Restrictive eating can be a stress on the body as it’s worried when it’ll be fed next. Over-exercising a tired body or a body that is struggling to work efficiently can be a stress. Stress can be uncertainty about your job, your ability to fight COVID should you contract.

What we know about all these stressors, in particular prolonged stress, is that it is implicated in unfavourable neurological responses through the gut-brain axis and can create significant health risks. (3, 4,5)

Without diving into the science too much, when you are stressed you have more glucocorticoids floating around in your body. The hunger and digestion hormones insulin, leptin and ghrelin are all out of sorts and your ability to break down fat cells reduces and your fat store around the middle increases.

But also the kinds of foods that you are drawn towards are those that give you a reward feeling, you know sugar, bread etc. Your continued stress state promotes your body to seek out stress relieving foods that will produce a calming ‘dopamine’ release. Unfortunately this will typically mean a higher calorie intake which does nothing for your health or waistline.

Other reactions from stress occur in your digestive system where you begin to notice bloating, belching, heartburn, alternating constipation and diarrhoea, pain and cramping, mood swings, lack of concentration to name a few. When our body is fighting the grizzly bear, our blood flows away from our digestive system so no optimal digestion and absorption of nutrients can happen.

Can you see how and why we link emotions and food now?


I would love to say I can share with you the magic bullet of info, but I can’t. For each and every one of us, it takes time to work on the discovering triggers and stressors in your physiology, psychology and your environment. If you want to make permanent changes, you can find my support offerings here.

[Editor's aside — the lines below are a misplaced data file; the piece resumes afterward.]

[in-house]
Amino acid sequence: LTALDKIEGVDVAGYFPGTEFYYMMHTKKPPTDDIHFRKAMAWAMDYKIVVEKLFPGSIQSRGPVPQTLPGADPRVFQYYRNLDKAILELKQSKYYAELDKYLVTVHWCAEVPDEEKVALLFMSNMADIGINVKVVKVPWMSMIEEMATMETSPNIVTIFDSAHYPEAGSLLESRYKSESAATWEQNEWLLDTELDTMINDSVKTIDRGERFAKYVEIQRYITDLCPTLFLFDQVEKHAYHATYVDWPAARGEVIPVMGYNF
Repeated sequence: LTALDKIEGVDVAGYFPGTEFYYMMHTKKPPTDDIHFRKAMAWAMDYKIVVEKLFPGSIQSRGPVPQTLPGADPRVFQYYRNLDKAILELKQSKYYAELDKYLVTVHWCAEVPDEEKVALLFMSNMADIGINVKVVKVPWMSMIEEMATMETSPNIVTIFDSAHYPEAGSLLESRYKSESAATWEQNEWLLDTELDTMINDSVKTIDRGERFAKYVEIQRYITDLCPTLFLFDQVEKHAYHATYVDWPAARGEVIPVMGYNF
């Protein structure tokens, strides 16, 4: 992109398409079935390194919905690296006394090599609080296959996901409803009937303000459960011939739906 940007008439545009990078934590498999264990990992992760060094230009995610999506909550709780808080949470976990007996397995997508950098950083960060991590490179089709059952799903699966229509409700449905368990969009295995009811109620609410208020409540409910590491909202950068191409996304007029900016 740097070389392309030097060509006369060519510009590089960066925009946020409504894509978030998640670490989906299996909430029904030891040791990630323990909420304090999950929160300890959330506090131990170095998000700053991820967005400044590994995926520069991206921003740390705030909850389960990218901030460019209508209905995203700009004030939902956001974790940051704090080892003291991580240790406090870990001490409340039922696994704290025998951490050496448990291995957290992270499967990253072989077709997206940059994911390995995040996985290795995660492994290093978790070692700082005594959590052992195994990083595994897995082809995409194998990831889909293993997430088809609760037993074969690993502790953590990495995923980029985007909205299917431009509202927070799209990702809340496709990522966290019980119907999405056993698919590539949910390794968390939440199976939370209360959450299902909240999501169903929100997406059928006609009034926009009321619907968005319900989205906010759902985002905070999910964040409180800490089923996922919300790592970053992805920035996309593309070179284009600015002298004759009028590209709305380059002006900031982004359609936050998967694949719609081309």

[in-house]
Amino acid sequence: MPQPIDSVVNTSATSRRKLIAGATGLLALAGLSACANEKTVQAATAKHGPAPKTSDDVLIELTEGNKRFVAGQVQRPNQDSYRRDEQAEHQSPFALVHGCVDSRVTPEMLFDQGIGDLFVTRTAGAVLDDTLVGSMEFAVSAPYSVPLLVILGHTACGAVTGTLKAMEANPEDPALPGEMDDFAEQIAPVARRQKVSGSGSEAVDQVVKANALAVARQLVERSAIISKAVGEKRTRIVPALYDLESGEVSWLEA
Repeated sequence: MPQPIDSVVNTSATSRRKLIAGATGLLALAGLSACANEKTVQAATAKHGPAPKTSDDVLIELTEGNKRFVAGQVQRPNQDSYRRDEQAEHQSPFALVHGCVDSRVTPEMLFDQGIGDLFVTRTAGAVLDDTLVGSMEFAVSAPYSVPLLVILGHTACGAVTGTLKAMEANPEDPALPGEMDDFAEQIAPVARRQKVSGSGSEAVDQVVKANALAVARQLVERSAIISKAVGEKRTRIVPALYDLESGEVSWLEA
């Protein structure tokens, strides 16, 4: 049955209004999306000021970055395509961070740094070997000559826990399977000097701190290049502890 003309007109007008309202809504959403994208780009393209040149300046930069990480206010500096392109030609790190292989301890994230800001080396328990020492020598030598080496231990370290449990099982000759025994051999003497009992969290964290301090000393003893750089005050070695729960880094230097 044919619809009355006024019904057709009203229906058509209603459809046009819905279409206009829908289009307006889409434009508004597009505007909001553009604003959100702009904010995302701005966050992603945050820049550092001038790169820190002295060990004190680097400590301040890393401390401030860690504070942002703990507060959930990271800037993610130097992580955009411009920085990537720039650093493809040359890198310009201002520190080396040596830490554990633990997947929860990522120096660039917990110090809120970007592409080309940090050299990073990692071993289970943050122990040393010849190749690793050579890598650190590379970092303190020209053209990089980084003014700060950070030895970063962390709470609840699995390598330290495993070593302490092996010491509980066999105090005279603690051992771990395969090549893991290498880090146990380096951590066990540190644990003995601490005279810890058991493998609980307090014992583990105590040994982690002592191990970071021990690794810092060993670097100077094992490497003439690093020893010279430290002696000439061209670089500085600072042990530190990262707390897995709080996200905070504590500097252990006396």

Emotional Eating is a powerful way to find relief, it’s why we all do it at some point or other.

But if this cycle is bugging you at the moment and you just need a couple of ideas to help then look at HOW you are eating.

  1. Eat 3 meals a day, simple right, but even committing to 3 meals a day ESPECIALLY if you have had an emotional eating episode will the transformational for you.
  2. Sleep, get lots of it. And if your sleep is interrupted, nap. More sleep, less cravings. Less cravings, more control.
    Remember this eating does not require any special talents, it simply requires appreciation and respect both for ourselves and our food.
  3. SLOW DOWN. Mindful eating has been shown to have a positive effect on all the variables I have mentioned above.

Warmest wishes,
FooDee x


  1. Non-Communicable Disease Risk Factor Collaboration. (2016) Trends in adult body-mass index in 200 countries from 1975 to 2014: a pooled analysis of 1698 population-based measurement studies with 19·2 million participants. The Lancet, 387(10026), 1377-1396.
  2. Anderson, S., Cryan, J., & Dinan, T. The psychobiotic revolution (p. 25). Washington: National Geographic Partners.
  3. Torres, S., & Nowson, C. (2020). Relationship between stress, eating behavior, and obesity. Retrieved 10 October 2020, from
  4. Finch, L., & Tomiyama, A. (2015). Comfort eating, psychological stress, and depressive symptoms in young adult women. Appetite, 95, 239-244. doi: 10.1016/j.appet.2015.07.017
  5. Bonaz, B., Bazin, T., & Pellissier, S. (2018). The Vagus Nerve at the Interface of the Microbiota-Gut-Brain Axis. Frontiers In Neuroscience, 12. doi: 10.3389/fnins.2018.00049